Despite the fact that US President-elect Joe Biden seems more reasonable than the incumbent US President Donald Trump and has promised to return to the nuclear deal, it is not wise to count on something which has not happened yet. It is more prudent to think that the predicted oil revenues in the draft of the budget bill are unrealistic.
As such, this part of the budget bill will probably be amended in the Parliament. As selling oil is considered the main source of next year’s public budget, MPs might reject or revise the bill.
The draft of the budget bill must be realistic, realizable, and verifiable. One of the problems with the budget bill is that the government has predicted that if it cannot export oil, it will sell it domestically. But no solution has been found for doing this, and it is not clear to what extent this can be done. Given the failure of this plan in the past, the question is: how – and to who – will the government sell oil in the domestic market?
If with lifting sanctions, oil is still not sold, at least 1 million barrels of oil per day must be sold domestically – which seems more like wishful thinking.
The other issue is the escalation of tensions and disputes between Rouhani’s government and the hardline principlists in Parliament, with many concerned that political disputes might hinder the ratification of the bill. If so, as always, it will be the people who will pay price for these disputes.
Benefitting From Sanctions by Creating Despair
The editorial of Tejarat explains how those who are benefitting from US sanctions against Iran are trying to make people lose hope by telling them nothing is going to change, even now that a new administration is coming to power in the United States.
When they talk of making gains from sanctions, it is hard to believe. How can someone want the sanctions to continue, despite the pressure they put on the people? But when we listen to some officials and experts’ comments, we do realize that many people, for different reasons, create crises so that they themselves can benefit from it.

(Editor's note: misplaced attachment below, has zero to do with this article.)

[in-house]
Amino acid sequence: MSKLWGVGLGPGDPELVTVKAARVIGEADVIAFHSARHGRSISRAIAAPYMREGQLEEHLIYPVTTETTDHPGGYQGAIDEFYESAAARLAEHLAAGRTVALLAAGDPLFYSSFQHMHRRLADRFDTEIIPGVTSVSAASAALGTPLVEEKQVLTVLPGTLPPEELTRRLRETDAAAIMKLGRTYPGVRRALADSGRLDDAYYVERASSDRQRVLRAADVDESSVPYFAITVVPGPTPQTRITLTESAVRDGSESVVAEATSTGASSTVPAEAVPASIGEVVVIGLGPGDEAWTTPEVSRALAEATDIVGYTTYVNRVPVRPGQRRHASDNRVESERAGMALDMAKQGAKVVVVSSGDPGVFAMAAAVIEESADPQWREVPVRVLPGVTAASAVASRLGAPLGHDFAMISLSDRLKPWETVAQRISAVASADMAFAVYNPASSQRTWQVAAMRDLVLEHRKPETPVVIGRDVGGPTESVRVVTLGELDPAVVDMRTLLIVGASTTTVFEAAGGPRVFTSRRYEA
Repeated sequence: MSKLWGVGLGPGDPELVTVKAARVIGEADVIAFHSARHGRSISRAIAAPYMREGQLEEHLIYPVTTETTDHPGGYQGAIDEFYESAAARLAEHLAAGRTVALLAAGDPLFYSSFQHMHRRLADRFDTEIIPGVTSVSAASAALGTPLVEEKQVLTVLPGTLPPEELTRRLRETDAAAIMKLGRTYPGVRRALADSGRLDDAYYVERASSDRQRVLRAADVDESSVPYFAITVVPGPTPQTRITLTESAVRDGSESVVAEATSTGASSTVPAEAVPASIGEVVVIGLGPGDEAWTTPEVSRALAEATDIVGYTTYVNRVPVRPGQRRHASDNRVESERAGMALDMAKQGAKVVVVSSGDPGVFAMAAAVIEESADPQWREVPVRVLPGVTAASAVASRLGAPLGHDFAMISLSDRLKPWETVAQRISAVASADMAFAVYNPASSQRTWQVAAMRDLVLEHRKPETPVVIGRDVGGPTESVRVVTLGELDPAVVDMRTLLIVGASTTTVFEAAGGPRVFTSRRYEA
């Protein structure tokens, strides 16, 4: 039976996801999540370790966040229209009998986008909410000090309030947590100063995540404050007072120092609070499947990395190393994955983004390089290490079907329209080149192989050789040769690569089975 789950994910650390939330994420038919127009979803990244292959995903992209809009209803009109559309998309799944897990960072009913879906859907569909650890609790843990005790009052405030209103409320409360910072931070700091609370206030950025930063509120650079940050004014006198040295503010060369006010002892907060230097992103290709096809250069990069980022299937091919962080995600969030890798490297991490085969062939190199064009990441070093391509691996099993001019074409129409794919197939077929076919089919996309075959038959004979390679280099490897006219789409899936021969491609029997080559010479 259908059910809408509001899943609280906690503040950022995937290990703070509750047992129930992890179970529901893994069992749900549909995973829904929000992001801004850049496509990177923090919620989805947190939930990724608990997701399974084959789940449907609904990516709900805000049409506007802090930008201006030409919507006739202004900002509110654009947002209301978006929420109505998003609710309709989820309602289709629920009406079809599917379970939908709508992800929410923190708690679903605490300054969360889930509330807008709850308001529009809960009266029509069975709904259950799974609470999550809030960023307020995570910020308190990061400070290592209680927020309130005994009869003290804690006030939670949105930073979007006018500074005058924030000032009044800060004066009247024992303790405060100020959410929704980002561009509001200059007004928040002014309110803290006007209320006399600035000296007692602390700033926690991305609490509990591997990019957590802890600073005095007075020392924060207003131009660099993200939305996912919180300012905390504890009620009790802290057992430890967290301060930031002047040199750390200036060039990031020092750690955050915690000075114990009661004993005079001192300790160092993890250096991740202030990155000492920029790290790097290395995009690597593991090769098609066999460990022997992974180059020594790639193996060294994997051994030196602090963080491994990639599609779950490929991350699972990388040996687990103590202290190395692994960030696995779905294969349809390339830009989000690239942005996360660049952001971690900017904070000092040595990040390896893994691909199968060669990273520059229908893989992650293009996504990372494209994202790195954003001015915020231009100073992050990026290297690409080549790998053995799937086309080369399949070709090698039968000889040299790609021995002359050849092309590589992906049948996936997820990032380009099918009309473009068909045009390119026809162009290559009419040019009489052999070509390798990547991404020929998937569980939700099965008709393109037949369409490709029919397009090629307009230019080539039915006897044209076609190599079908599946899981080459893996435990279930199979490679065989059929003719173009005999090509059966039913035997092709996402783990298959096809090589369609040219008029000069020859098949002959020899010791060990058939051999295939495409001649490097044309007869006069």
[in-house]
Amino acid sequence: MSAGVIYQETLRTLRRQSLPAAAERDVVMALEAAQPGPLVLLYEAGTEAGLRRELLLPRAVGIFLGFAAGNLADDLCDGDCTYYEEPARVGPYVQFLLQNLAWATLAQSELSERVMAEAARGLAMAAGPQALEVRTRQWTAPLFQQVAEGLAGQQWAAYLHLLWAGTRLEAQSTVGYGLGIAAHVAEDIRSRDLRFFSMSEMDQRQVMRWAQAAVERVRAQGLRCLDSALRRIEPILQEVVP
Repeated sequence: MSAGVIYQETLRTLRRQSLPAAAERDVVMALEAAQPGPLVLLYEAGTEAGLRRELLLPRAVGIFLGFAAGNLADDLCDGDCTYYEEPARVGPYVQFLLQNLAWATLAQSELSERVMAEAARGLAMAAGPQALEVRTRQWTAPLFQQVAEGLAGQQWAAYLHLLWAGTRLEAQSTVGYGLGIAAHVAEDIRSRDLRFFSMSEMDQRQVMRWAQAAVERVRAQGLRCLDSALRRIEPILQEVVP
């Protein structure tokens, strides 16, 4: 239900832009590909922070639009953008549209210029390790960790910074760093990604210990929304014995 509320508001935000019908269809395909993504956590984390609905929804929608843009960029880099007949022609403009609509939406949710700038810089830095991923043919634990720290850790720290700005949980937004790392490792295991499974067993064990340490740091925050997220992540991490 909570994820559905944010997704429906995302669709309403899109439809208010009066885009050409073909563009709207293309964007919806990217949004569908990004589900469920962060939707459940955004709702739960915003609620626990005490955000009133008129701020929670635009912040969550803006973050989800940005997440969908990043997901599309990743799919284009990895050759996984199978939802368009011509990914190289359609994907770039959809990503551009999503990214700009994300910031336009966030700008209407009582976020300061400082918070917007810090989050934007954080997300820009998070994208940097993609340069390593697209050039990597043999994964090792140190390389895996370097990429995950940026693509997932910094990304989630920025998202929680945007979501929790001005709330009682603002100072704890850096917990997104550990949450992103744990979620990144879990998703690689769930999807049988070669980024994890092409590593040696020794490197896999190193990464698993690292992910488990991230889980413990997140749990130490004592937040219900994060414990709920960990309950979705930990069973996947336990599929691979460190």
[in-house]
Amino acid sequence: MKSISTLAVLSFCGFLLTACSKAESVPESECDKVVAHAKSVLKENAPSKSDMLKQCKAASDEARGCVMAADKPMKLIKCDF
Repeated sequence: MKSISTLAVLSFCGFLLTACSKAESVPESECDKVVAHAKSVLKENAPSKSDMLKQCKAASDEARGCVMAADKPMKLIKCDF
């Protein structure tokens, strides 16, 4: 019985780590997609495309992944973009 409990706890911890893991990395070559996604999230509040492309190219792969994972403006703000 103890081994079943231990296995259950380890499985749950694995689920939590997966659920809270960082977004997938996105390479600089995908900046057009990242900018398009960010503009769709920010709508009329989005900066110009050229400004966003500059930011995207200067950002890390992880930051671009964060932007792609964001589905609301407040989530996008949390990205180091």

Why do some still say that despite the fact that US President-elect Joe Biden believes in the nuclear deal (JCPOA), sanctions will continue after his taking office? Or why would some experts say that even in the most optimistic scenario, sanctions will last for five more years? Doesn’t this encourage the new US administration to continue with sanctions? Why should some people in Iran try to encourage Biden to follow Donald Trump’s policy of sanctions?
There are three groups that are sending such signals to America and its allies. First, those political activists who prefer partisanship over the national interest; they can be seen among both “reformists” and hardline “principlists”. They would rather see the country in the worst possible situation than controlled by the other faction.
The second group are the opportunists who talk sometimes for and sometimes against the policy of sanctions, thus paving the way for entering the election campaign.
The third group are those who personally benefit from the sanctions and the disarray in the market. These people are in collusion with the economic mafias and receive a good share from ruining the country’s economy. A look at the cases of embezzlement and those who are put on trial in court exposes the role of some officials and their relatives in embezzlement activities and in perpetuating the country’s political and economic crises.
Now, it is the people who are paying the price for all these problems. Ironically, those who are benefitting from the sanctions talk of peoples’ problems and miserable conditions, yet create obstacles for resolving these issues. They do business with sanctions, while increasing the frustration of the people by telling them nothing can be changed.
Journalist and Founder of a Popular Telegram Channel Hanged in Iran